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Table 2 Development of themes and sub-themes (an illustration)

From: Registered nurses’ perceptions and experiences of autonomy: a descriptive phenomenological study

Meaning unit Condensed meaning units Subthemes Themes
“I feel that they [nurses] probably don’t have that full understanding of what it means. They know that they are needing to work within their Code of Conduct… I think they’re also aware of the decisions that they need to make and they are aware of the word, but I think that they find it very difficult to describe it in use in practice...I think it’s something that they probably automatically do but don’t really think ‘Ah this is what I am doing’ and put a name to actually being autonomous in their practice” (P38 WM:16y) Autonomy is implied 4.1 Autonomy is experienced on a daily basis 4.Involvement in autonomy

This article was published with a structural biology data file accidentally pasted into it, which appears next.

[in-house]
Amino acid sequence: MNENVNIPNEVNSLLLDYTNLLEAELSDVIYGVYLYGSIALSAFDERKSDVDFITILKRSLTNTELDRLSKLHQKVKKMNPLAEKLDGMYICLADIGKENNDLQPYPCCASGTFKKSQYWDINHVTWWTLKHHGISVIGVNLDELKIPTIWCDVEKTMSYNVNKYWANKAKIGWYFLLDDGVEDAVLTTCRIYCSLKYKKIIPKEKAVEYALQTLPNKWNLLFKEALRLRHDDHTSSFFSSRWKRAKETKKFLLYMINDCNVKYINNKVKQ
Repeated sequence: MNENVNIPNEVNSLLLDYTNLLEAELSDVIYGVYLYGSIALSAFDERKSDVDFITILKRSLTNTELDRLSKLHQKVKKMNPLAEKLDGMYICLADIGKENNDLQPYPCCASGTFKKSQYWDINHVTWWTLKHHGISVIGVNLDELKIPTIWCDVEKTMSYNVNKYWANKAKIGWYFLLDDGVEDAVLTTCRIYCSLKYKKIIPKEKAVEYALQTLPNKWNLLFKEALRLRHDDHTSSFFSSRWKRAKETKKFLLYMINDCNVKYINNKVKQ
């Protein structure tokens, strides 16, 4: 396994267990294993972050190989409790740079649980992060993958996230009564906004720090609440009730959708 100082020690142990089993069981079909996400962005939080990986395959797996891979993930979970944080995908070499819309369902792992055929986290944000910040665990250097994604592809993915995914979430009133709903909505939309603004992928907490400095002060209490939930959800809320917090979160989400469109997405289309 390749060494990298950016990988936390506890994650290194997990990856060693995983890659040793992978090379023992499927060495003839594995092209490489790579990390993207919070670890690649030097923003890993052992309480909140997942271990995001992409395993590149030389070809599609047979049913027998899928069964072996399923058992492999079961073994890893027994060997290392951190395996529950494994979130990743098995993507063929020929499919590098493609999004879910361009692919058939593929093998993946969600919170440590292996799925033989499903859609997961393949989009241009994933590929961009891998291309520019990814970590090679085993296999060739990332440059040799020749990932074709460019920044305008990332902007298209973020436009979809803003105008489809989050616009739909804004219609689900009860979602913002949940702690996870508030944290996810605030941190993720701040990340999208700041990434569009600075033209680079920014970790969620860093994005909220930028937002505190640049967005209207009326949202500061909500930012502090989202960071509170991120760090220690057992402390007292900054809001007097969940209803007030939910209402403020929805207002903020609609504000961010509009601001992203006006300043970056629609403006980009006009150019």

...if there’s no need for them to have IV (intravenous) fluids running and they’re eating and drinking and then you can make a decision to stop the IV fluids” (P22 SN:5y). Autonomy experienced on a daily basis
I think autonomous is just like you do it routine.... it’s like you come to work, you wash the patient… you give them medication, you take your observation and make things comfortable” (P24 SR:22y). Autonomy is routine work
...my junior sister would make a decision to take out a central line, to take out a catheter and to move a patient onto diet and fluids without referring to a doctor over a weekend” (P18 WM:18y). Situational autonomy 4.2 Demonstrating autonomy in exceptional circumstances
I would probably take more of an autonomous role of a weekend in a way, of that leadership… the sisters of a week kind of run the shift don’t they, or the nurse in charge” (P21 SN:2y9m). Situational autonomy